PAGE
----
Art Books and The World of Victorian Painters

Sometimes memories from the past present themselves simply from the scribbles made on a sheet of notebook paper. Today I found such a note that was so old that it had started turning yellow with age. It suddenly fell out of the pages of one of my art books called “Victorian Painters” written by Jeremy Maas, who was a dealer specializing in English painting when his book published back in 1969. Each one of these paintings still fascinate me as I flip through this book again finding  Litter of Puppies by Sir Edwin Landseer who was a famous animal painter in 1838 and always painted those large white and black dogs referred to as “Landseer-dogs”. His painting Dignity and Impudence of a blood-hound called Grafton exhibited in 1839 has realistic qualities that are quite appealing not only because of the large dog, but the smaller doggie next to Grafton in the doghouse.

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On the cover of this book is a painting of a girl sleeping in an orange dress. The full-page plate shown inside describes this Neo-Classical painting as done by Lord Frederic Leighton. It’s called  Flaming June” and exhibited at the Royal Academy in 1895, a year before the artist’s death in 1896. There are many more great paintings to discover in this 256-page book. I’m grateful I have a copy in my home library and continue to trace the era for Victorian painting. And according to the price marked in the book, I got it for a bargain: $1.99 as-is.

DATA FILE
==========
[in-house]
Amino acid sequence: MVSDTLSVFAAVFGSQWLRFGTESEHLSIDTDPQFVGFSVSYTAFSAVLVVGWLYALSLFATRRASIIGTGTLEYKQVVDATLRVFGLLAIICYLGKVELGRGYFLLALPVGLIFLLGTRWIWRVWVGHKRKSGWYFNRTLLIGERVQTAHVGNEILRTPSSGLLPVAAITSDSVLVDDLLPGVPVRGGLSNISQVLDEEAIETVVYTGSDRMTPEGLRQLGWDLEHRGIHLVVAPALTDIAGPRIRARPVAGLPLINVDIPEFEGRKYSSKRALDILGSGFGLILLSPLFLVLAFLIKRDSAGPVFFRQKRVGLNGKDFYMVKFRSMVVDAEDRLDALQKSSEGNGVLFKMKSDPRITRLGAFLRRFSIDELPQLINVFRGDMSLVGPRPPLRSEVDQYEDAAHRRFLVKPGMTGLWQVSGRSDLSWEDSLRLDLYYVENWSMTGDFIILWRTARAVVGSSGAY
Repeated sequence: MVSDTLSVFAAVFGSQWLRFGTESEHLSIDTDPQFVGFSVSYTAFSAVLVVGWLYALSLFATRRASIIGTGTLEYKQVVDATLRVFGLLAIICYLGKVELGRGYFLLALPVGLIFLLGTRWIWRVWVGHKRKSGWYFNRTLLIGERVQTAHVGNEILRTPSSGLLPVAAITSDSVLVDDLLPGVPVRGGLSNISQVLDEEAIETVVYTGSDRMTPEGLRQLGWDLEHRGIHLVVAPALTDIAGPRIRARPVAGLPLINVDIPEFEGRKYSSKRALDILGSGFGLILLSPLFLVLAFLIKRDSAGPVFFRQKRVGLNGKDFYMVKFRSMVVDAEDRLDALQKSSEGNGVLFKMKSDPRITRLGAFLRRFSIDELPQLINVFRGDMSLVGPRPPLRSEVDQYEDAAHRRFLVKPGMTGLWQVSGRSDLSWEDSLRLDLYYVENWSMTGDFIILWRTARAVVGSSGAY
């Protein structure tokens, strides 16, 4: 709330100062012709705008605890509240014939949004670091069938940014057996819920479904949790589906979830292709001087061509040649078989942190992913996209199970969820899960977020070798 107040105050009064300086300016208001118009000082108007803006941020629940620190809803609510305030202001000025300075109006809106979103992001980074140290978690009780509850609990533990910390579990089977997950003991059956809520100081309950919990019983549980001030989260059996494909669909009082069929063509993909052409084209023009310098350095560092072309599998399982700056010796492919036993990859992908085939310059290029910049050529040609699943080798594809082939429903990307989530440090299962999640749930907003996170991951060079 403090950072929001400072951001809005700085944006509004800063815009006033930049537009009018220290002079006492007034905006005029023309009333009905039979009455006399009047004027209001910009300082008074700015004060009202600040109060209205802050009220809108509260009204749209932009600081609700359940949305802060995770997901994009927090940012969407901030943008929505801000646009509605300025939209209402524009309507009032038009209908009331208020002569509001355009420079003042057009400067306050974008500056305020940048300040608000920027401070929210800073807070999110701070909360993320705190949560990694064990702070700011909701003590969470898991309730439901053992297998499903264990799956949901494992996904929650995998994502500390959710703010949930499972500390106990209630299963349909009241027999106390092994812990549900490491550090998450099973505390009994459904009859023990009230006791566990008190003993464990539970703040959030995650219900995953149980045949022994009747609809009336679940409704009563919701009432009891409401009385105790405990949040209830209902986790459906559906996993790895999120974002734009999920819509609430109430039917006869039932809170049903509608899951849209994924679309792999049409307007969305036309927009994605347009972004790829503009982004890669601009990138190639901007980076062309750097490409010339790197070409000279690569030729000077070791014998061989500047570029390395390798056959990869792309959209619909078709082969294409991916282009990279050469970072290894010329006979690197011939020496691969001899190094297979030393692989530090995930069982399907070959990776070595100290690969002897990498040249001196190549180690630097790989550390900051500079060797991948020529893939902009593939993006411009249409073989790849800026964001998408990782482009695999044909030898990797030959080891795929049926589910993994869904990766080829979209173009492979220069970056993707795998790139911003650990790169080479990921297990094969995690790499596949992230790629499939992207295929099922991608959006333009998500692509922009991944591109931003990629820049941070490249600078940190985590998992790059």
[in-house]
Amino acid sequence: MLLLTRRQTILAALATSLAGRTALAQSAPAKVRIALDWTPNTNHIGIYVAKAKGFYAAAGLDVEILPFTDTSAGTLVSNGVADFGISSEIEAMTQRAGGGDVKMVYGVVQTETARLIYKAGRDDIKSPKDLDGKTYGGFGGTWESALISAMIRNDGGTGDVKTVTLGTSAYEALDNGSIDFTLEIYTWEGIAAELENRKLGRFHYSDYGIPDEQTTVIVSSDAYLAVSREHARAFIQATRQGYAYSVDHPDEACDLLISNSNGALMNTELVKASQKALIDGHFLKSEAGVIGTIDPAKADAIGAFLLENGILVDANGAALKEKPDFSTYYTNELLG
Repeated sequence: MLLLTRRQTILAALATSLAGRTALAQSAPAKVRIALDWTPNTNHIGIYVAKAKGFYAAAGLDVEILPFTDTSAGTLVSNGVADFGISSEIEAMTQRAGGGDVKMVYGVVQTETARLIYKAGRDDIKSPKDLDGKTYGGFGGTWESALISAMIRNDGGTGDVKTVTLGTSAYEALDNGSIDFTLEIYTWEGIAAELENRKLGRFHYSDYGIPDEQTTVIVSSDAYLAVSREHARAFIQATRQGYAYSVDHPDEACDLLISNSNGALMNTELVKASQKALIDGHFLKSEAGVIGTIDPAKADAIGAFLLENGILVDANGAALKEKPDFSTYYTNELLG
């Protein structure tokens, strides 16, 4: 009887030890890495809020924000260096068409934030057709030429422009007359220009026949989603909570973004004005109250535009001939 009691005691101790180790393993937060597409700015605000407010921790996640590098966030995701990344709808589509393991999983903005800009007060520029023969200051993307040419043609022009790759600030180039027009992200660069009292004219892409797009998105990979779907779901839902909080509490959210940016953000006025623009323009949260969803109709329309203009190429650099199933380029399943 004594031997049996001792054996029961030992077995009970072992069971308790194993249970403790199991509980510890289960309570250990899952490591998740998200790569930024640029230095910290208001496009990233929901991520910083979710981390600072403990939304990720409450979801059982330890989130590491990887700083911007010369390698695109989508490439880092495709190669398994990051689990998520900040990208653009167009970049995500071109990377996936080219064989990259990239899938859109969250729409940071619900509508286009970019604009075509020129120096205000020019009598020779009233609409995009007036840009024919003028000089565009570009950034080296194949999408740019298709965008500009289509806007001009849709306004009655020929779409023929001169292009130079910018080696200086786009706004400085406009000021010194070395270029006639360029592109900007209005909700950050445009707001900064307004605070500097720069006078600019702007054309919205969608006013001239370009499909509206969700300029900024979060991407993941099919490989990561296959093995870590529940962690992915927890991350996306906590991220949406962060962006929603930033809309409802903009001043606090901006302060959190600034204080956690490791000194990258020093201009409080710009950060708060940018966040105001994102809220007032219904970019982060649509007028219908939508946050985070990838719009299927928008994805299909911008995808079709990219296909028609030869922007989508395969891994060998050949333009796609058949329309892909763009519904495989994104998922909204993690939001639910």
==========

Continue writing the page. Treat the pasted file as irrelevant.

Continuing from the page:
Written by Mary Gilmartin, January 22, 2014

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5 Comments

January 22, 2014 · 12:49 am

5 responses to “Art Books and The World of Victorian Painters

  1. Amy

    That is a steal, Mary! I like the cover of the book.

    • Yes, I agree and guess I was lucky when I found it decades ago discounted from the original cost of $24.95 just because the cover was torn. Otherwise the inside of the book looks like new. I like the cover painting, too. If you click on the name of the painting you can get a closer look.

  2. I find such steals, a few bucks, in the thrift shops all the time. Of course that is the book, not the paintings.

    • It would be nice to find a deal on the paintings, but I guess I will just have to continue enjoying the prints. A lot of old art books have great copies with full-page plates of great paintings.

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